NEW ORLEANS (AP) — The Justice Department asked a federal court to appoint a third party to operate the long-troubled New Orleans jail, saying new leadership is essential because the city's sheriff has for years failed to improve conditions that endanger inmates.
The government, which was joined in the filing Monday by lawyers for inmates, also sought to place Sheriff Marlin Gusman in contempt over what it called his noncompliance with overhauls mandated in a settlement agreement involving the jail and the Justice Department and inmates.
"Although there is no question that receivership is an extraordinary remedy, so too is the level of harm that continues to plague the jail, with no apparent end in sight," the Justice Department said.
Gusman, elected in 2004, did not immediately respond to emails seeking comment. He has repeatedly said he is making progress and faulted the city for not providing enough money. The city funds the jail. Gusman operates it.
The reaction from Mayor Mitch Landrieu's office, long at odds with Gusman over management at the jail, was brief and subdued. "The Justice Department's filing speaks for itself," the news release said. "It is in the best interests of our taxpayers and our public safety that the jail is run competently and constitutionally."
Inmates were moved from aging, deteriorating jail buildings to a new, more modern facility last September — a move that Gusman said would greatly contribute to reform. But a court-appointed monitor said in March that violence continues to be a problem and a recent inmate suicide brought renewed attention to the jail's troubles.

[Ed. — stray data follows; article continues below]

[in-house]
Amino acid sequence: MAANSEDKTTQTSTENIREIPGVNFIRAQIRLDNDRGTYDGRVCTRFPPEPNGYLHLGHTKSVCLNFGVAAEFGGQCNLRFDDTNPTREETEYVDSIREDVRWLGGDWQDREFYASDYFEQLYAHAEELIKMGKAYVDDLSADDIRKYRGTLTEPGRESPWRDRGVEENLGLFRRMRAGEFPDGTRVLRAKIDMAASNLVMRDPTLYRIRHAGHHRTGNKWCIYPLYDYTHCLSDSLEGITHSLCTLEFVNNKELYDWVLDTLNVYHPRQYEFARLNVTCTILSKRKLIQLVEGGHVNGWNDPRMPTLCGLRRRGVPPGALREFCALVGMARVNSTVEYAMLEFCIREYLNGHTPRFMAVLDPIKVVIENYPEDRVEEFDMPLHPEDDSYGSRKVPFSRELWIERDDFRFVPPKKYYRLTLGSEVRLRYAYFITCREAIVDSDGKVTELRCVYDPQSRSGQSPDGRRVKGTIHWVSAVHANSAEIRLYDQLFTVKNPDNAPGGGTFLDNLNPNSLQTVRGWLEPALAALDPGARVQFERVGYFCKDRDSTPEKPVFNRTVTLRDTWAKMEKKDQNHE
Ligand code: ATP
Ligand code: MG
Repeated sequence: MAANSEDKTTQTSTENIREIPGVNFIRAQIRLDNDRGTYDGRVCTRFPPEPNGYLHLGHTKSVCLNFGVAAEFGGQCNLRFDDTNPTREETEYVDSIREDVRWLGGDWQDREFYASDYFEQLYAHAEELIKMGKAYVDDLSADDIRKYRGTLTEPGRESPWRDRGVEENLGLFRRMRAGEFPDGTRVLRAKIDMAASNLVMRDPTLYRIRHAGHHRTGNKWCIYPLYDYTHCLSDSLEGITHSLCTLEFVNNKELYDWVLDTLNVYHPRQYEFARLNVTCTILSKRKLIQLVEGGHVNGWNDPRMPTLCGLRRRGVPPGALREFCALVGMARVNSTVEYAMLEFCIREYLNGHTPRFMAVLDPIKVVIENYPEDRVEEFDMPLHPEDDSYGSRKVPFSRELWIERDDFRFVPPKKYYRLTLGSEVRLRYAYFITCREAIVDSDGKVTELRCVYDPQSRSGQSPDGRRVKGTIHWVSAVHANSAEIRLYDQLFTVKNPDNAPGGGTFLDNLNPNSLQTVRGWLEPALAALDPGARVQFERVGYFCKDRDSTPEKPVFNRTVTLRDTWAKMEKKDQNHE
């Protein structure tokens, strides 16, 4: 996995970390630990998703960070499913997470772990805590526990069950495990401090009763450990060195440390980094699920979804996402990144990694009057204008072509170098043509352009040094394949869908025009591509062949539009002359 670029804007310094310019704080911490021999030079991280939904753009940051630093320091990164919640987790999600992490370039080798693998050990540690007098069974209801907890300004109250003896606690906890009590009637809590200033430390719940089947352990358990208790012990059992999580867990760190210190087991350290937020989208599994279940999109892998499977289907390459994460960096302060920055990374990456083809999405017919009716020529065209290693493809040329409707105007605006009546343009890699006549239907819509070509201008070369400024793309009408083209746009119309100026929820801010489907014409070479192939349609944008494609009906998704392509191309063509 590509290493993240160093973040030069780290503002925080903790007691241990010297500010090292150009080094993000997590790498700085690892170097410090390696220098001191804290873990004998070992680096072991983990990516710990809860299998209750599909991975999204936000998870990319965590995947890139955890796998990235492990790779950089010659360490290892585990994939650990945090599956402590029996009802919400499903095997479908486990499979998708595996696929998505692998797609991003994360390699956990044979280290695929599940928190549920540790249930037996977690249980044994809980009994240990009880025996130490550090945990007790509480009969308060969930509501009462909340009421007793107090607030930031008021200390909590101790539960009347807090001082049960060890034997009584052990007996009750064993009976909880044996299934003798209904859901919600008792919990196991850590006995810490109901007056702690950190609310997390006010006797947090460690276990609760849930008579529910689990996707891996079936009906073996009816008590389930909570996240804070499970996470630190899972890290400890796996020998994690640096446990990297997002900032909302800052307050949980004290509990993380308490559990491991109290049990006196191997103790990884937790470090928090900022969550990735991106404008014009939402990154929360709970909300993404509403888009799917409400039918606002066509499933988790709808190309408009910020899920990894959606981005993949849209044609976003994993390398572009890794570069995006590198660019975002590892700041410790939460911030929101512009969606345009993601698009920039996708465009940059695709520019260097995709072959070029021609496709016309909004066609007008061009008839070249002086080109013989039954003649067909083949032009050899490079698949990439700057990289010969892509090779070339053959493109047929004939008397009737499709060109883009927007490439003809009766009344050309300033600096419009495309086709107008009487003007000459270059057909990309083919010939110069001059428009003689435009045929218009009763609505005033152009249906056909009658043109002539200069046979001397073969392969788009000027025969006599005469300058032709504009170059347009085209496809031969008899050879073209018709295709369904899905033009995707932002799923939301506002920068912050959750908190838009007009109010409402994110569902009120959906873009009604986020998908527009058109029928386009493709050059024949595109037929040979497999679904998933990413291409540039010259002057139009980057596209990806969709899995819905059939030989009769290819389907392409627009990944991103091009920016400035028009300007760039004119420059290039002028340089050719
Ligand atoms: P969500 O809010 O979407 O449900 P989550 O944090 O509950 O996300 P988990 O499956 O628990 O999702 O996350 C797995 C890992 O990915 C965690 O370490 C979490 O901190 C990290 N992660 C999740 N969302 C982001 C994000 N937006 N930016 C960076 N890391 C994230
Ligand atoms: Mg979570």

The proposed third party group would have the authority to run the jail, fire and promote jail employees, enter into contracts for jail services and decide how the budget should be spent, the Justice Department said.
"This is a sad day for our city and it's unfortunate that this had to happen," said Katie Schwartzmann, an attorney for inmates and co-director of the Roderick and Solange MacArthur Justice Center. "The jail has been under federal scrutiny since 2008 and in that time there have been dozens of deaths and scandals and various lawsuits. The consent decree has been in place since 2012 and the sheriff clearly can't or won't fix the problems at the jail."
A March report from jail monitors said continued disagreements between Gusman and Landrieu's administration over jail funding and management are part of the problem. But it also cited a "negative internal culture" under Gusman's leadership.
"The day-to-day crisis environment observed by the monitors in the agency's operations does not evidence a professional, competent, or informed leadership," said the report.
The jail agreement was reached in 2012 and formally approved by a federal judge in 2013. Landrieu had objected, raising doubts about Gusman's ability to run the jail while noting that the city would have to cover the costs.
Prior to the judge's final approval, a series of hearings included testimony from inmate victims of violence and sexual abuse and the discovery of an inmate-made video — shown in court — displaying blatant intravenous drug use, drinking and the brandishing of a loaded gun. The video had been made in a section of the jail complex that had been closed by the time the hearing took place.
Gusman is a veteran of New Orleans politics who served on the City Council before he was elected sheriff. He was elected to his third term in 2014 despite the jail's notorious reputation for violence. But he has faced repeated bad political news recently. His chief deputy resigned earlier this month after an audit indicated the deputy spent time on duty working for a company that was paid $2 million to provide off-duty officers for private security.
In March, New Orleans pastors and an inmate advocacy group demanded Gusman's resignation, citing continued violence at the jail.
Tucker reported from Washington.